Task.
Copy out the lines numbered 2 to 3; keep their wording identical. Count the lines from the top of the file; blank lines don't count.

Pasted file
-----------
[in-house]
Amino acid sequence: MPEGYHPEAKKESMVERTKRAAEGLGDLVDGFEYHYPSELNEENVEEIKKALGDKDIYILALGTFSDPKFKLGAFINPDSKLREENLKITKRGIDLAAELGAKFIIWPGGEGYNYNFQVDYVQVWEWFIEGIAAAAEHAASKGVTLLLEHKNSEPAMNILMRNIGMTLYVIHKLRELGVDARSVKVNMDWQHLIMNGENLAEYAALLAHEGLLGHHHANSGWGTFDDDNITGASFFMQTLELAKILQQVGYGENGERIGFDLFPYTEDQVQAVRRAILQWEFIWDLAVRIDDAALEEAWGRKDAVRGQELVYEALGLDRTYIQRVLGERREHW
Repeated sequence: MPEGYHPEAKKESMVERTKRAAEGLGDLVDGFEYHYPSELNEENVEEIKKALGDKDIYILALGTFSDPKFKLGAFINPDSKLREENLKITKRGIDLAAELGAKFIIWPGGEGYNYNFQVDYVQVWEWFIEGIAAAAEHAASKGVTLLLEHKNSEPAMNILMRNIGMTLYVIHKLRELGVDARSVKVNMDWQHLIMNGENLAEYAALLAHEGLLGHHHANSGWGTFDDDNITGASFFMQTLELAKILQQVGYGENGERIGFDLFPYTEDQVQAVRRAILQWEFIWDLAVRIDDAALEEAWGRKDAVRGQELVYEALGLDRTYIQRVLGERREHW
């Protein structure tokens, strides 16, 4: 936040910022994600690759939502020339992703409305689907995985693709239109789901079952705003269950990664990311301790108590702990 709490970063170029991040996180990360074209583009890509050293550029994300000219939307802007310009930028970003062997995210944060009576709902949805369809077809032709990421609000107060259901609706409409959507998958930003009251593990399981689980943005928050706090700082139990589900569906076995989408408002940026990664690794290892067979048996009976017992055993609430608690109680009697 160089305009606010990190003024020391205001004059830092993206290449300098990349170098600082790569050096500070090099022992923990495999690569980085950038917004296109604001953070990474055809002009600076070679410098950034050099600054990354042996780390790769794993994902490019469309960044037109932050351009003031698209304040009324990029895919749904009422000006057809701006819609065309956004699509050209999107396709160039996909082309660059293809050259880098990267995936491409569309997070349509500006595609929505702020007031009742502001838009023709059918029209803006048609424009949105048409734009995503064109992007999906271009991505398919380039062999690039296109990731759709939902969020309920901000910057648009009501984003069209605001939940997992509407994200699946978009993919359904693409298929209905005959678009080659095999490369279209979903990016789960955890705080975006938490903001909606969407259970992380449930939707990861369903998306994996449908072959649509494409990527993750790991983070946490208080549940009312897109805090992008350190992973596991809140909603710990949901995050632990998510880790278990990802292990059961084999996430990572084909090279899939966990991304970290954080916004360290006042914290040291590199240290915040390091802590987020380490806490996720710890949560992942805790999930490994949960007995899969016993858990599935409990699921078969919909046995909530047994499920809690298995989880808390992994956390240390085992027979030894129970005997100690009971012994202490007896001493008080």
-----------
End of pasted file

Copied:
Amino acid sequence: MPEGYHPEAKKESMVERTKRAAEGLGDLVDGFEYHYPSELNEENVEEIKKALGDKDIYILALGTFSDPKFKLGAFINPDSKLREENLKITKRGIDLAAELGAKFIIWPGGEGYNYNFQVDYVQVWEWFIEGIAAAAEHAASKGVTLLLEHKNSEPAMNILMRNIGMTLYVIHKLRELGVDARSVKVNMDWQHLIMNGENLAEYAALLAHEGLLGHHHANSGWGTFDDDNITGASFFMQTLELAKILQQVGYGENGERIGFDLFPYTEDQVQAVRRAILQWEFIWDLAVRIDDAALEEAWGRKDAVRGQELVYEALGLDRTYIQRVLGERREHW
Repeated sequence: MPEGYHPEAKKESMVERTKRAAEGLGDLVDGFEYHYPSELNEENVEEIKKALGDKDIYILALGTFSDPKFKLGAFINPDSKLREENLKITKRGIDLAAELGAKFIIWPGGEGYNYNFQVDYVQVWEWFIEGIAAAAEHAASKGVTLLLEHKNSEPAMNILMRNIGMTLYVIHKLRELGVDARSVKVNMDWQHLIMNGENLAEYAALLAHEGLLGHHHANSGWGTFDDDNITGASFFMQTLELAKILQQVGYGENGERIGFDLFPYTEDQVQAVRRAILQWEFIWDLAVRIDDAALEEAWGRKDAVRGQELVYEALGLDRTYIQRVLGERREHW